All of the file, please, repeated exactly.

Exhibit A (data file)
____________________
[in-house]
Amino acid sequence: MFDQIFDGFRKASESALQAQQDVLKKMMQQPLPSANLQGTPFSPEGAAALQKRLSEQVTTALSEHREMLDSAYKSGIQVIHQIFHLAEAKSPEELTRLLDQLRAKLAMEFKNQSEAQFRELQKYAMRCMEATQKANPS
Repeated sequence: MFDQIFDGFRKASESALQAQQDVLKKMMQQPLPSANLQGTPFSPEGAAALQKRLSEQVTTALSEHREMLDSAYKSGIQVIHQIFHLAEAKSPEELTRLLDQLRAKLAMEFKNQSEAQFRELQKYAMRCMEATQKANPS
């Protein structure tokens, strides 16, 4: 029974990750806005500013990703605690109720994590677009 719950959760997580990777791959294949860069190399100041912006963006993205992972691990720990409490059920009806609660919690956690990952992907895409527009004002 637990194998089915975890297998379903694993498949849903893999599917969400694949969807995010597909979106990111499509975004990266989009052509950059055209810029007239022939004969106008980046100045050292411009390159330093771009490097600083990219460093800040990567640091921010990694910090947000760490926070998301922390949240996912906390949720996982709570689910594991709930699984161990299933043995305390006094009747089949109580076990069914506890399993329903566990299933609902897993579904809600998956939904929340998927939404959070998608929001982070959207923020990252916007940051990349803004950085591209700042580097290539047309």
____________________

[in-house]
Amino acid sequence: MFDQIFDGFRKASESALQAQQDVLKKMMQQPLPSANLQGTPFSPEGAAALQKRLSEQVTTALSEHREMLDSAYKSGIQVIHQIFHLAEAKSPEELTRLLDQLRAKLAMEFKNQSEAQFRELQKYAMRCMEATQKANPS
Repeated sequence: MFDQIFDGFRKASESALQAQQDVLKKMMQQPLPSANLQGTPFSPEGAAALQKRLSEQVTTALSEHREMLDSAYKSGIQVIHQIFHLAEAKSPEELTRLLDQLRAKLAMEFKNQSEAQFRELQKYAMRCMEATQKANPS
């Protein structure tokens, strides 16, 4: 029974990750806005500013990703605690109720994590677009 719950959760997580990777791959294949860069190399100041912006963006993205992972691990720990409490059920009806609660919690956690990952992907895409527009004002 637990194998089915975890297998379903694993498949849903893999599917969400694949969807995010597909979106990111499509975004990266989009052509950059055209810029007239022939004969106008980046100045050292411009390159330093771009490097600083990219460093800040990567640091921010990694910090947000760490926070998301922390949240996912906390949720996982709570689910594991709930699984161990299933043995305390006094009747089949109580076990069914506890399993329903566990299933609902897993579904809600998956939904929340998927939404959070998608929001982070959207923020990252916007940051990349803004950085591209700042580097290539047309």